Waking Up In Hawaii (part two)

Waking up in Hawaii

Waking Up in Hawaii (part two)

Yes, Hawaii woke me up.

I left my happy New York life to move to an island in the middle of the Pacific Ocean, thousands of miles away from anyone I knew and everything I loved, and I was fine. Better than fine.

It’s not only about place, I learned, it’s the tapestry we weave wherever we land. I discovered, in Hawaii, that the weaving can be rich and complex with new colors, maybe even more vibrant than colors I had experienced before, IF I said yes to the work of creating. If I said yes to putting one foot in front of the other and moving ahead, not focusing on what was left behind.

Not long after moving here I discovered that I had lung cancer. Instead of dying I woke up. That is, in part, because this place, the place nicknamed the “healing island,” held me in its black lava arms and rocked me back to health. That embrace was a deep healing. But there was more. Joseph Canpbell’s words, “Follow your bliss” became a reality… this was something I said to my daughter so many times in her life that she recently told me she wants it tattooed on her arm in my handwriting. I agreed and said that I would do the same, but in her handwriting.

Since then, life AFTER cancer has been all about waking up. Waking up to what I eat and a commitment to macrobiotics. Eating food I could grow, if I grew food. Luckily there are local organic farmers who do just that. I don?t eat meat or dairy. No processed sugar. No hard alcohol. And I feel good. I feel fit and I?m leaner than I was when I moved here. I sleep less because my body’s not digesting food all night. I’m literally awake.

Finding artistic collaborators whose work thrills me and creating with them — that came out of waking up in Hawaii. And that work had to be NOW, there would be no concession to later. Looking cancer in the eye is the loudest wakeup call and the reason that now happens before it used to.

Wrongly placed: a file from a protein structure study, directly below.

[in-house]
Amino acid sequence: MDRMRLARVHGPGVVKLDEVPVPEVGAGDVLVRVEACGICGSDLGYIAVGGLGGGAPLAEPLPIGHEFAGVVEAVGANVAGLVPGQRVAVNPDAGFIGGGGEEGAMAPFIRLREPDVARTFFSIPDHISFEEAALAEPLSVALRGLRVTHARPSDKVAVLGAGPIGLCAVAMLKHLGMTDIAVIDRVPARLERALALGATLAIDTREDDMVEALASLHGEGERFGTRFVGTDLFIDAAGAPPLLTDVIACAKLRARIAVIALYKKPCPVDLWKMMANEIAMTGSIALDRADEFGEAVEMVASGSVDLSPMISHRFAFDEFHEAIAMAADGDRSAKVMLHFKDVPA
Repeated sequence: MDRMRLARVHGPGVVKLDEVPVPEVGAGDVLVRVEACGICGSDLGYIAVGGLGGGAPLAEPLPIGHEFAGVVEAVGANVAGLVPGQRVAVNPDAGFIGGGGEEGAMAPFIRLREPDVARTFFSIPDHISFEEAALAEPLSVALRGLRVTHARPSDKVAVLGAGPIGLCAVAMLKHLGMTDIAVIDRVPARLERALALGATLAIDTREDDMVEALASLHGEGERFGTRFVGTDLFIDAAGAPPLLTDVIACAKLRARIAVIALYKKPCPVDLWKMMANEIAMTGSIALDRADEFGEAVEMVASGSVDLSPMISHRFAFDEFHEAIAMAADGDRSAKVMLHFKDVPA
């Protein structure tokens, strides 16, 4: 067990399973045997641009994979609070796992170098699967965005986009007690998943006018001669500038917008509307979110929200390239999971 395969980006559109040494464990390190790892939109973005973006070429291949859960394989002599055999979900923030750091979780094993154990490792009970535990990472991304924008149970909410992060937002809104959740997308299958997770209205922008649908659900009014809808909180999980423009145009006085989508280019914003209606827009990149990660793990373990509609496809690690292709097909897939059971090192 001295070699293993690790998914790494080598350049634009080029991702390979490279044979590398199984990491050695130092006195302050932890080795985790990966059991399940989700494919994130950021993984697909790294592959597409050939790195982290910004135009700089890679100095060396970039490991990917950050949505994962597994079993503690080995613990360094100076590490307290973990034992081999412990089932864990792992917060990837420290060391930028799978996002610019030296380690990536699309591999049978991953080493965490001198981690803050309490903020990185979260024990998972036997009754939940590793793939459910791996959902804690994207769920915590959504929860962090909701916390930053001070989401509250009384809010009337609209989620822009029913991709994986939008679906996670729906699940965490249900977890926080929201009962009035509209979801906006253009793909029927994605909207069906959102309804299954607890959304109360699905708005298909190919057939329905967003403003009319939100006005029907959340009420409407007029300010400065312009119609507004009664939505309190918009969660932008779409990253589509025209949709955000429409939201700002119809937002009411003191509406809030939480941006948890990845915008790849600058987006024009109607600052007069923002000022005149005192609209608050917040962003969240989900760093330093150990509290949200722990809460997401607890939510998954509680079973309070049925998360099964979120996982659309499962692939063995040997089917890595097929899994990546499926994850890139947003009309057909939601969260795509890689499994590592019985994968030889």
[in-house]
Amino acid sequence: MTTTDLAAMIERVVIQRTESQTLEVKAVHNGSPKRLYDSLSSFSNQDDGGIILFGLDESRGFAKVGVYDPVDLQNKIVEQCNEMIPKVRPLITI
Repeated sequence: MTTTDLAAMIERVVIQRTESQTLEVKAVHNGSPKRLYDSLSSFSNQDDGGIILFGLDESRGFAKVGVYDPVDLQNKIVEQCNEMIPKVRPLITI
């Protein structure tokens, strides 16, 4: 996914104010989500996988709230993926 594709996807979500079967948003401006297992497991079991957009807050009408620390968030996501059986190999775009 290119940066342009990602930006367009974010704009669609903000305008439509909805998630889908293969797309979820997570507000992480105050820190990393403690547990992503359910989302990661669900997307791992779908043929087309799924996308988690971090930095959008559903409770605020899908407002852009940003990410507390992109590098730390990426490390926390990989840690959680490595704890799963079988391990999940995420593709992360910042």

Hawaii woke me up and the words took on much greater importance. And then people, mostly women, started walking into rooms and writing words based on prompts I create. And the words are hard and deep and funny and poignant and urgent and, for me, they are everything. And then we all wake up, all of us, because we are writing our truth and listening to others’ truths in this process I think of as mining for stories. Someone recently called it an excavation, this digging for our stories. I agree. But I associate mining with gold, and to me the stories are worth everything. So I like mining.

There are stages to sing on and I do, with gratitude beyond words for a voice that can produce sound that people seem to want to listen to, and there are others to move around on a stage, which brings such pleasure to me and hopefully to the people who come to watch the shows I direct. And there was a theatre to rescue and I was part of that. A point of pride.

There were also two children to raise and that work is done. Off they go, this week, to college and grad school… one 2,500 miles away from Hawaii and the other 7,500 miles away. And now there will be Hawaii without them and waking up, even in the morning, will mean something else.

We wake up constantly until the day we no longer wake up. But it takes work and a conscious decision to live an awake life. I owe a lot to this island — the scene of this awakening.

And this site is where I’ll share what I do.

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